So, what is the final conclusion?
 
The significant growth in debit card usage and mobile wallet usage shows that demonetization did push up the usage of electronic payment in the segments that use them. The explosive growth in these two segments showcase that many users who did not use electronic payments earlier came into the ‘system’ and started using electronic payments. To that extent, demonetization did democratize electronic payment in India to a great extent—not a mean achievement. However, did it turn India into a digital economy by significantly pushing digital payments? The answer is a BIG no. More than 90% of the payments are through banks like NEFT, ECS and IMPS. That has not shown any major disruptive mpact from demonetization.
 
 
How does it matter?
 
But beyond demonetization, the big question is how the future unfolds. 
 
Non-cash transactions in India are likely to grow at a CAGR of 26.2% between 2016 and 2020. Further, the Government has an aggressive target of 25 billion non-cash transactions for 2017–2018, with priority areas being mobile, government benefits/subsidy transfers, and micropayments. That total is expected to comprise 11 billion card systems transactions, 6 billion mobile transfers, and 8 billion online transfers. A focus on contactless payments for public transport is the next item on NPCI’s agenda to boost digital payments in India.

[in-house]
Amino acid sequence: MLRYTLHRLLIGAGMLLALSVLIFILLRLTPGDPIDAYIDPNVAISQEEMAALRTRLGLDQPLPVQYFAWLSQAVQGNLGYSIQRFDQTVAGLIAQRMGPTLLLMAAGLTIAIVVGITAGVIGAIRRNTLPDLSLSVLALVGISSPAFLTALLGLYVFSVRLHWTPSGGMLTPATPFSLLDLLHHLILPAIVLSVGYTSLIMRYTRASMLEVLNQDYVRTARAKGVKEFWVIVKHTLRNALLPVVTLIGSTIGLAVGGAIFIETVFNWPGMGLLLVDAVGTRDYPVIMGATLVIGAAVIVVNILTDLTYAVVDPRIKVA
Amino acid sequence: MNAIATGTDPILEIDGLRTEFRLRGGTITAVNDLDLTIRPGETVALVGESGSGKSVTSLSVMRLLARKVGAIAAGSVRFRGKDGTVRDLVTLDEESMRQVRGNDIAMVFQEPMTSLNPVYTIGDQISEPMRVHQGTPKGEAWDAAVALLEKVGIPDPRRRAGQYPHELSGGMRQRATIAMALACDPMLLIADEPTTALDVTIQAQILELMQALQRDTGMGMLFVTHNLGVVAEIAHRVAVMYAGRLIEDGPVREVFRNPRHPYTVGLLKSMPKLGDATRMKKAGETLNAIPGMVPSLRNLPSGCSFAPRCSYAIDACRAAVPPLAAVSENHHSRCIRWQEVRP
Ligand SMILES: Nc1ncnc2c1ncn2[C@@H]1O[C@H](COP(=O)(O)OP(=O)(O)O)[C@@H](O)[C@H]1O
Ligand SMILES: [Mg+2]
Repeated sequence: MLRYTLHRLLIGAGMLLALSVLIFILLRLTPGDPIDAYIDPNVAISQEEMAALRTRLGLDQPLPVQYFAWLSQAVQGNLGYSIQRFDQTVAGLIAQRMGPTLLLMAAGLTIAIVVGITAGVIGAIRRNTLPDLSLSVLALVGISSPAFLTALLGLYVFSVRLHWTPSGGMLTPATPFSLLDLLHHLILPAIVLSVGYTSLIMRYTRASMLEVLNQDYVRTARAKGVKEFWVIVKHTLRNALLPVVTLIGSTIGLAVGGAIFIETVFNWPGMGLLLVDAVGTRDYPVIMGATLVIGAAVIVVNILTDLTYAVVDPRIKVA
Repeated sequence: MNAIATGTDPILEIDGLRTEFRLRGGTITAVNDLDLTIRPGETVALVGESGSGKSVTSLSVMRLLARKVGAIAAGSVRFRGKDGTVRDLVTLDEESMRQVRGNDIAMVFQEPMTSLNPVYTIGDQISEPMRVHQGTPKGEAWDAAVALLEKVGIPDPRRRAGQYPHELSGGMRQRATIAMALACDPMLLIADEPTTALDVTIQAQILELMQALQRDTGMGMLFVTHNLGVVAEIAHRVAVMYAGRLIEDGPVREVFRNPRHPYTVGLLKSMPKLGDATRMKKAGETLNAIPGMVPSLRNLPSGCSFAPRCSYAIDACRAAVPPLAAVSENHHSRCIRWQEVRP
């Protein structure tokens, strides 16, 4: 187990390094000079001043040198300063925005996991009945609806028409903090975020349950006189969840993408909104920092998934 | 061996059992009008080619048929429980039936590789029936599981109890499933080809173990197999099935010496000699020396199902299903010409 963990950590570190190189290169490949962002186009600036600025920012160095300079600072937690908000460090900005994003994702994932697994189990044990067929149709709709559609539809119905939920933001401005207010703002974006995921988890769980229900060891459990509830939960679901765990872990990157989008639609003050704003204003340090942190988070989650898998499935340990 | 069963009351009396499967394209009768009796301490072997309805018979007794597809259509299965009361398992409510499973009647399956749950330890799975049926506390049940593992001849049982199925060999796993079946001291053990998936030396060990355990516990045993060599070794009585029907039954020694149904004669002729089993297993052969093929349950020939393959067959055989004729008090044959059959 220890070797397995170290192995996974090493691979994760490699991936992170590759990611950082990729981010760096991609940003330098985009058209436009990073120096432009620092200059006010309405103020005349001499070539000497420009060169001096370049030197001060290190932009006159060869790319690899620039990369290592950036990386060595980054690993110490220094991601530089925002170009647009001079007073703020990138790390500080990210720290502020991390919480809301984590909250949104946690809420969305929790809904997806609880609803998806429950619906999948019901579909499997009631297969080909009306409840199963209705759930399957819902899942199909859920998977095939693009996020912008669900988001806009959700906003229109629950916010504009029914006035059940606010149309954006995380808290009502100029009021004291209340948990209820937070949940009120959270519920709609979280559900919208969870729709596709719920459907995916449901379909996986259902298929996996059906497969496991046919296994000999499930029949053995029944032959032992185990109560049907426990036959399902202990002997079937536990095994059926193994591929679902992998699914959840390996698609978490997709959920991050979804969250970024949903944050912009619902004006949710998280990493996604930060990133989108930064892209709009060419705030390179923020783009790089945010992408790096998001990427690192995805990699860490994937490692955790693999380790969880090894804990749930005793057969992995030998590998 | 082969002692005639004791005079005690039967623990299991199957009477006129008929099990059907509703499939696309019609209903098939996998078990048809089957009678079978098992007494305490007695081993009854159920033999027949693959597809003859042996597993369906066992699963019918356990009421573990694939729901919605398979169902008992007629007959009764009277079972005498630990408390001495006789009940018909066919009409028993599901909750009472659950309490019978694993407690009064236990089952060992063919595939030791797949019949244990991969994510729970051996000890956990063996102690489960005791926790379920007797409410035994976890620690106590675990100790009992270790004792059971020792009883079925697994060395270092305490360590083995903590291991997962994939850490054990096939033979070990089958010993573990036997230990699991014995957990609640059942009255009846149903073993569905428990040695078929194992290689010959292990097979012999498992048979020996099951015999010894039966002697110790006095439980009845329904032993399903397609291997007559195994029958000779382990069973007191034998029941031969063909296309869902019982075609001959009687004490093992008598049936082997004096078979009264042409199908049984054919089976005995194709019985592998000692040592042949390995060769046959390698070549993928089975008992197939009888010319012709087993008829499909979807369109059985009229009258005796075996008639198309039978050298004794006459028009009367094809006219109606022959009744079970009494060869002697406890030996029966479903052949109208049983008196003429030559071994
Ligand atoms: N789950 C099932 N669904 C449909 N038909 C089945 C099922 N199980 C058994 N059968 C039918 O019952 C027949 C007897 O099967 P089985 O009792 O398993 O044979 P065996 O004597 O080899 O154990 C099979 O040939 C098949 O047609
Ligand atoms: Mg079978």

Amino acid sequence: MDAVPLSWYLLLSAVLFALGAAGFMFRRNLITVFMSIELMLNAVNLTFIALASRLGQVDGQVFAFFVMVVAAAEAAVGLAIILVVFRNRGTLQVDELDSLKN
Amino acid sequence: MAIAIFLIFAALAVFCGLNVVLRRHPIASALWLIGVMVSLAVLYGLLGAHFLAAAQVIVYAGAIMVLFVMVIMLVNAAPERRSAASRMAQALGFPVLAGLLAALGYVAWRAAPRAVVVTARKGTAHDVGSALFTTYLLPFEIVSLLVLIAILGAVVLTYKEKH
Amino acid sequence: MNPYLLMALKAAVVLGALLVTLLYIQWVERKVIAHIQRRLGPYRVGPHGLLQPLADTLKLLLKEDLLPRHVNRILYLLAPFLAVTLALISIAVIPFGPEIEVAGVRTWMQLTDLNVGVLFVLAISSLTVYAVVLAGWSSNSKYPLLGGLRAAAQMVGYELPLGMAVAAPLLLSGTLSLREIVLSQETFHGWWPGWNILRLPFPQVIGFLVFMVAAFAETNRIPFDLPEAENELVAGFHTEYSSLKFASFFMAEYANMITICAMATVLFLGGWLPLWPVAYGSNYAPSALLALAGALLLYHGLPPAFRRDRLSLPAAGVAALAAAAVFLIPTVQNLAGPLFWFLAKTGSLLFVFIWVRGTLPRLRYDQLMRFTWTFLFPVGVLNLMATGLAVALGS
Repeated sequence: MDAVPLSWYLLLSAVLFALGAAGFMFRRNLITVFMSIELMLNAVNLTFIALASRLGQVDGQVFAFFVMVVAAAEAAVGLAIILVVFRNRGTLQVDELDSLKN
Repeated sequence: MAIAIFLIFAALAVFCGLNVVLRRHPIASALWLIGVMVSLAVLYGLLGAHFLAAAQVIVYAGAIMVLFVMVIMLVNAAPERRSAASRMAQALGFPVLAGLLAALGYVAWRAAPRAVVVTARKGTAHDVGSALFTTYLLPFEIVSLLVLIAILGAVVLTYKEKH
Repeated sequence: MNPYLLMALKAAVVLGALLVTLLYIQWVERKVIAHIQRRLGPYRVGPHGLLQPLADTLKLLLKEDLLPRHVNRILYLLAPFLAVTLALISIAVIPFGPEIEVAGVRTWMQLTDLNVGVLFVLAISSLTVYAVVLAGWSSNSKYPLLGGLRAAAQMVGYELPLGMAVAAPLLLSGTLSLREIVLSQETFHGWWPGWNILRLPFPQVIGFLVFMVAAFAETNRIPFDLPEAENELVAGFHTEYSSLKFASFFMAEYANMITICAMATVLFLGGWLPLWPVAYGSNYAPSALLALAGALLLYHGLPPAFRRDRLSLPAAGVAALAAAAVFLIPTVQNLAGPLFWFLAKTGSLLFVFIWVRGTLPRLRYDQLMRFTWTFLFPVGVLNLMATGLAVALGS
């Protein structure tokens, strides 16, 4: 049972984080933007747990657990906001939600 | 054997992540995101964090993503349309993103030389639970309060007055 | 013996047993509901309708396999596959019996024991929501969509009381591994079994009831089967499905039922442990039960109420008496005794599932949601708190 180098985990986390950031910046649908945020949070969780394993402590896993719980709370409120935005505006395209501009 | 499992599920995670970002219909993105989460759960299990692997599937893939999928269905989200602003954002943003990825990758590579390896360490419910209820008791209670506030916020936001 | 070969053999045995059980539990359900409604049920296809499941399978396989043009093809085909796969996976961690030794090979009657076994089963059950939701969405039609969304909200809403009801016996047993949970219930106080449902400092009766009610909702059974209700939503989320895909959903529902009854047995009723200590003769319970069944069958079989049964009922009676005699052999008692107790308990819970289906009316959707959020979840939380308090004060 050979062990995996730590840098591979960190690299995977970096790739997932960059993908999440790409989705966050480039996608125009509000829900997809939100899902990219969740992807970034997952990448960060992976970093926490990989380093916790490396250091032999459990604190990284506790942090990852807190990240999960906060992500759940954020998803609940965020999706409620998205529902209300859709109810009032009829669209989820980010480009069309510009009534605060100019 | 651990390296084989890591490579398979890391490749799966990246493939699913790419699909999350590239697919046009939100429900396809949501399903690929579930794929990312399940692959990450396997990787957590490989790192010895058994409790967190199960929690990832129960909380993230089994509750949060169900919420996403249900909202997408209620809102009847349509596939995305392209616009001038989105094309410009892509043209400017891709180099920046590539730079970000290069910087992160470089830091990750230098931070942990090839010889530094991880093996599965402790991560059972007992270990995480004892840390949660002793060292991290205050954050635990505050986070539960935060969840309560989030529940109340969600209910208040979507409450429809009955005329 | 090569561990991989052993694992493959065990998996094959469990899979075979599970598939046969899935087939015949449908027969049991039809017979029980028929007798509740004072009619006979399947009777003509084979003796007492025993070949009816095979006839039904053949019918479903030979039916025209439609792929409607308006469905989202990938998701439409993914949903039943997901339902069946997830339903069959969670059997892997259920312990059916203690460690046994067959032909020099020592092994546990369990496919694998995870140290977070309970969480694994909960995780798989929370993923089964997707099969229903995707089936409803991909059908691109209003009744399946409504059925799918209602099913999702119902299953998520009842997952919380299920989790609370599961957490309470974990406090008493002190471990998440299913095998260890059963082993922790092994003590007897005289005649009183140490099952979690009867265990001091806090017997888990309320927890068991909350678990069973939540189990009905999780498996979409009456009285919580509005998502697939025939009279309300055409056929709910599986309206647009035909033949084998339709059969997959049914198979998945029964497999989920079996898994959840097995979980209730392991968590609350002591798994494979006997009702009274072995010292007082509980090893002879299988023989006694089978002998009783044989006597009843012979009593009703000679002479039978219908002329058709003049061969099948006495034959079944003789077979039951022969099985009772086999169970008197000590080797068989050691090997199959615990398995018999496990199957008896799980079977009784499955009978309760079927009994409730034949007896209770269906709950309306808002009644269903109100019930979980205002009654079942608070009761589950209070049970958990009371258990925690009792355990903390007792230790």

Beyond politics, why is this question and its answers important for business?
 
The future strategy of most consumer businesses will depend on how the digital payment scenario evolves. Depth—more value transactions happening online—will have a different implication than breadth—a wider base of digital payers. The implications for consumer businesses selling high value, low volume items such as electronics, furniture etc. will be different than the implications for low value, high volume businesses like retail, telecom, transport and FMCG.
 
A wrong assumption—like demonetization has significantly increased the value of online transactions in India—will result in wrong expectation and possibly wrong business strategy. Similarly, not taking into account the significant upsurge noticed in terms of spread of digital payments may cost companies in terms of opportunity lost while formulating future selling and distribution strategies.
 
A wider digital payment network impacts most industries, especially B2C businesses, in more ways than one.